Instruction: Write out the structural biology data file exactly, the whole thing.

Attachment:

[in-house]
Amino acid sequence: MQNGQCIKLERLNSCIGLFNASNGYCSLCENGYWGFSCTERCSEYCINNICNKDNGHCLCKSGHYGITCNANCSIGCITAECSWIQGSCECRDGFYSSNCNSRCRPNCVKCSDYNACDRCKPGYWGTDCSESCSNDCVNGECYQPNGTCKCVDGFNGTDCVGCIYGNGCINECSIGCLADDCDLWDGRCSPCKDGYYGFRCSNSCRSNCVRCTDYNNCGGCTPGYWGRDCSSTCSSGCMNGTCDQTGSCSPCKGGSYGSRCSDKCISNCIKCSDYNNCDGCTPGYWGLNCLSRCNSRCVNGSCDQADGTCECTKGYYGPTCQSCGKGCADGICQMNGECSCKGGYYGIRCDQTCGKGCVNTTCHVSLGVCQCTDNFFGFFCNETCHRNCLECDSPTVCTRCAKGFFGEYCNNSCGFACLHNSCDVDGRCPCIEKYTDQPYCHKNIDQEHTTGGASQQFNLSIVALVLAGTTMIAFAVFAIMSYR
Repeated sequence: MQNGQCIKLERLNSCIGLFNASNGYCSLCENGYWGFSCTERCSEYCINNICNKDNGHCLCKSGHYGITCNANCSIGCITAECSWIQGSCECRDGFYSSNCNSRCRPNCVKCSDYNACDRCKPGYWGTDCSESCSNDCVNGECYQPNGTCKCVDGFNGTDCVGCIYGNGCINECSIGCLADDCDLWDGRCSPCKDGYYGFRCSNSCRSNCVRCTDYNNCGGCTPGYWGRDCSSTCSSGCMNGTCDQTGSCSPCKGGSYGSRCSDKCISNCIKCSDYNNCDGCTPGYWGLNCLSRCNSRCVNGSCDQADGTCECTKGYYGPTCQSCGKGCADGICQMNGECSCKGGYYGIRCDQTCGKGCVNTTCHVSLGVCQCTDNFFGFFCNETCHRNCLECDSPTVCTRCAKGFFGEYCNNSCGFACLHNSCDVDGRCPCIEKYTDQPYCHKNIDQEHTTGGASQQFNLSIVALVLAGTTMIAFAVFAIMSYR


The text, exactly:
[in-house]
Amino acid sequence: MQNGQCIKLERLNSCIGLFNASNGYCSLCENGYWGFSCTERCSEYCINNICNKDNGHCLCKSGHYGITCNANCSIGCITAECSWIQGSCECRDGFYSSNCNSRCRPNCVKCSDYNACDRCKPGYWGTDCSESCSNDCVNGECYQPNGTCKCVDGFNGTDCVGCIYGNGCINECSIGCLADDCDLWDGRCSPCKDGYYGFRCSNSCRSNCVRCTDYNNCGGCTPGYWGRDCSSTCSSGCMNGTCDQTGSCSPCKGGSYGSRCSDKCISNCIKCSDYNNCDGCTPGYWGLNCLSRCNSRCVNGSCDQADGTCECTKGYYGPTCQSCGKGCADGICQMNGECSCKGGYYGIRCDQTCGKGCVNTTCHVSLGVCQCTDNFFGFFCNETCHRNCLECDSPTVCTRCAKGFFGEYCNNSCGFACLHNSCDVDGRCPCIEKYTDQPYCHKNIDQEHTTGGASQQFNLSIVALVLAGTTMIAFAVFAIMSYR
Repeated sequence: MQNGQCIKLERLNSCIGLFNASNGYCSLCENGYWGFSCTERCSEYCINNICNKDNGHCLCKSGHYGITCNANCSIGCITAECSWIQGSCECRDGFYSSNCNSRCRPNCVKCSDYNACDRCKPGYWGTDCSESCSNDCVNGECYQPNGTCKCVDGFNGTDCVGCIYGNGCINECSIGCLADDCDLWDGRCSPCKDGYYGFRCSNSCRSNCVRCTDYNNCGGCTPGYWGRDCSSTCSSGCMNGTCDQTGSCSPCKGGSYGSRCSDKCISNCIKCSDYNNCDGCTPGYWGLNCLSRCNSRCVNGSCDQADGTCECTKGYYGPTCQSCGKGCADGICQMNGECSCKGGYYGIRCDQTCGKGCVNTTCHVSLGVCQCTDNFFGFFCNETCHRNCLECDSPTVCTRCAKGFFGEYCNNSCGFACLHNSCDVDGRCPCIEKYTDQPYCHKNIDQEHTTGGASQQFNLSIVALVLAGTTMIAFAVFAIMSYR